EMU Athletics to cut four sports programs due to budget
Due to budgetary concerns, Eastern Michigan University announced it will sever four athletic programs, effective at the conclusion of the Spring of 2018.
The measure is being taken as a part of the restructuring of EMUs overall budget. The sports to be affected are: men’s swimming and diving, softball, tennis, and wrestling. With the change, EMU will go from 21 sports to 17, (seven men’s and ten women’s) and university officials say that this won’t affect Eastern’s affiliation with the Mid-American Conference (MAC).
With 58 male student-athletes and 25 female student-athletes, the expenses will be reduced by $2.4 million.
“We are very saddened by having to make this move, which is necessary as we continue to align the University budget with enrollment and state funding trends,” university President James Smith said. “This aligns us with our MAC peers in total number of sports, and is part of our ongoing effort to realign resources to ensure that we continue to invest in high-demand, high-quality academic programs and world-class facilities.”
“The student athletes affected by this are our priority. We will honor all athletics scholarships for the students should they decide to remain at Eastern should they decide to complete their degrees, which they hope we will.”
James Webb, chairman of the EMU board of regents, said the move was part of a ‘broad, university effort to properly adhesive our budget.’
“As a former student-athlete and swimmer myself, I profoundly share the pain felt by the affected student-athletes,” he said. “The Board of Regents fully supports President James Smith and vice president/director of athletics Scott Wetherbee. They are to be commended for taking on a difficult challenge and acting in the best interest of Eastern Michigan University.”
The decision for these cuts will put the university on par with its MAC peers, in terms of the number of conference sports and total number of sports teams sponsored by the university. The NCAA requires Division 1 Football Bowl subdivision (FBS) schools to sponsor a minimum of 16 sports and the MaC requires member universities to sponsor football, men’s and women’s basketball and women’s volleyball.
“This was an extremely tough decision and it is a sad day,” EMU athletic sirector Scott Wetherbee said. “As a former student-athlete who went through this process when my spirt was eliminated, I empathize with how difficult this is for our impacted student-athletes.”
“Each of the sports involved has a strong network of student-athletes and alumni and powerful traditions of success in and off the field,” he added. “This makes the decision even more difficult, but there is no easy way to do this without having significant impact. It is a painful step for all parties involved, but it is necessary given the University’s need to realign university resources.”
Wetherbee said the announcement came on Tuesday to allow student-athletes as much time as possible to consider transfer options to continue their athletic pursuits if they choose to do so. It has also given the eight coaches across these four sports opportunities to find new jobs.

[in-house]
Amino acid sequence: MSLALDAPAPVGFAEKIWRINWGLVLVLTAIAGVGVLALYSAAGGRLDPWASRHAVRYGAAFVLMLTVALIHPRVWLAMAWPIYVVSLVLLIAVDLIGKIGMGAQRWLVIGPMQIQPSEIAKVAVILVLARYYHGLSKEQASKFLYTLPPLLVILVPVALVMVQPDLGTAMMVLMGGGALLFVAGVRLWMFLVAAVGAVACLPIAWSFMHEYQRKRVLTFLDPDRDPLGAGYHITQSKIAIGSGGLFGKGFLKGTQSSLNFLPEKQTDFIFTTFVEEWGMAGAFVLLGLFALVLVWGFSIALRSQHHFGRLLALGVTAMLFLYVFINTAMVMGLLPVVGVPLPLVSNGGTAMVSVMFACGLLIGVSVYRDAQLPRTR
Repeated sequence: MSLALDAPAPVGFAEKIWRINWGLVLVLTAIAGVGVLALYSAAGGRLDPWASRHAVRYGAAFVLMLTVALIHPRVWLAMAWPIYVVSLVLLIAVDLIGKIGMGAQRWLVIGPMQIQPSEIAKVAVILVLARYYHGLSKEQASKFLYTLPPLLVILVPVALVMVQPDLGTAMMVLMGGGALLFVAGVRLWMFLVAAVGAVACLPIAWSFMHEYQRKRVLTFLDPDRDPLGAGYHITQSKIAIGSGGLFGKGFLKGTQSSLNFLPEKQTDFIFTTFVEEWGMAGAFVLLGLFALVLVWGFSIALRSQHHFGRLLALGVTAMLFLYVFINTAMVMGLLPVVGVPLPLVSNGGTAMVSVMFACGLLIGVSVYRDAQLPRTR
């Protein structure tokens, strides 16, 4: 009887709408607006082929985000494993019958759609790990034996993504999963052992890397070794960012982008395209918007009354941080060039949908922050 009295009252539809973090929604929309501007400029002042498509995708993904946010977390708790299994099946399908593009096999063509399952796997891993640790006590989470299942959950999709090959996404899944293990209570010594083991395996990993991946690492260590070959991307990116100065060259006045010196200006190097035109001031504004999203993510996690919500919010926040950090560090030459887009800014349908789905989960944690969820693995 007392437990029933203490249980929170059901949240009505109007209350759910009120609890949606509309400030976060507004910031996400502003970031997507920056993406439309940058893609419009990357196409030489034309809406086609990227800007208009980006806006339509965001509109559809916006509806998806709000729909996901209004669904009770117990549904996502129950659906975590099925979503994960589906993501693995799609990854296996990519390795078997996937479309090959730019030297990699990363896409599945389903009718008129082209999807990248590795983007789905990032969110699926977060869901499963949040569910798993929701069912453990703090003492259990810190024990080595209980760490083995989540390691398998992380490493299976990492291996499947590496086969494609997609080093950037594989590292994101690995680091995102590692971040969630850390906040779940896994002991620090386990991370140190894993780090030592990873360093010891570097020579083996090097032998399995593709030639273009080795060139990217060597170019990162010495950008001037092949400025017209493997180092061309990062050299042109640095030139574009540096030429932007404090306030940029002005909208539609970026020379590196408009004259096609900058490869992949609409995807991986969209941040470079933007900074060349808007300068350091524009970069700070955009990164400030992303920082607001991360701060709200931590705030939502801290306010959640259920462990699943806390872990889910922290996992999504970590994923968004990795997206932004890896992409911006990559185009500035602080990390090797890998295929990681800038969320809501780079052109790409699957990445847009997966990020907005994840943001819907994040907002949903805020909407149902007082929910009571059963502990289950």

The university considered many factors including: program cost, athletic facilities, and a comparison to other MAC sponsored sports.
The last time that this change was made was back in 2000, when both men’s tennis and soccer were slashed and women’s rowing was added. Prior to that ,in 1988, men’s gymnastics and women’s field hockey team were eliminated.
EMU-AAUP president Judy Kullberg released a statement about the cuts, saying they were the ‘wrong move.’
“This decision needs further review – not by out-of-touch administrators, but through consultation with students, faculty and staff,” she said in her statement. “EMU faculty are pro-athletics. We support our school, our teams and our student-athletes. We want to see a successful athletics program – but it has to be sustainable.
During a protest on campus on March 15, Kullberg had called for cuts to the athletic budget, as well as administrator salaries. The protest came in the wake of 60 secretarial employees being laid off for budgetary reasons.
“EMU administrators have cut back on course offerings, laid off staff, left positions unfilled, and outsourced essential student services. In this environment,” she said. “It’s not sustainable for EMU to spend more than $20 million a year from its own funds to subsidize football and other NCAA Division I sports teams.”
According to the news release sent by the administration, the university will remain fully committed to remaining in the Mid-American Conference, and will not consider reducing any other sports programs. All student athletes that are incoming will have their letters of intent voided by the school, so that they may consider other schools.
Eight full-time coaches, a graduate assistant, and one par time assistant coach will be affected by the move. Congruent with the layoffs of 17 people from university staff positions announced earlier this month, the athletics positions make up 32% of the overall staff resuction.